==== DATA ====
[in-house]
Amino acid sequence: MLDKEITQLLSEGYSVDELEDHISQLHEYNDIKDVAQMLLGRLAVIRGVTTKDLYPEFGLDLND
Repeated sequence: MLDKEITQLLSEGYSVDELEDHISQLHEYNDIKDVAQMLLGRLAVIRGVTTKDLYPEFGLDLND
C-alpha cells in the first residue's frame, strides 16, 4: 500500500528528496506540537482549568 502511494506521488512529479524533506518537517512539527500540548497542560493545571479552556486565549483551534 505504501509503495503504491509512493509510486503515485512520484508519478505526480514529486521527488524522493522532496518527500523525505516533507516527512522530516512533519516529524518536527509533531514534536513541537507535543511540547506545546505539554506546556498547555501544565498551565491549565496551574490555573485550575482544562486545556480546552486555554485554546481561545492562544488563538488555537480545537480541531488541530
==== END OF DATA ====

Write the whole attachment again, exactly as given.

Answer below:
[in-house]
Amino acid sequence: MLDKEITQLLSEGYSVDELEDHISQLHEYNDIKDVAQMLLGRLAVIRGVTTKDLYPEFGLDLND
Repeated sequence: MLDKEITQLLSEGYSVDELEDHISQLHEYNDIKDVAQMLLGRLAVIRGVTTKDLYPEFGLDLND
C-alpha cells in the first residue's frame, strides 16, 4: 500500500528528496506540537482549568 502511494506521488512529479524533506518537517512539527500540548497542560493545571479552556486565549483551534 505504501509503495503504491509512493509510486503515485512520484508519478505526480514529486521527488524522493522532496518527500523525505516533507516527512522530516512533519516529524518536527509533531514534536513541537507535543511540547506545546505539554506546556498547555501544565498551565491549565496551574490555573485550575482544562486545556480546552486555554485554546481561545492562544488563538488555537480545537480541531488541530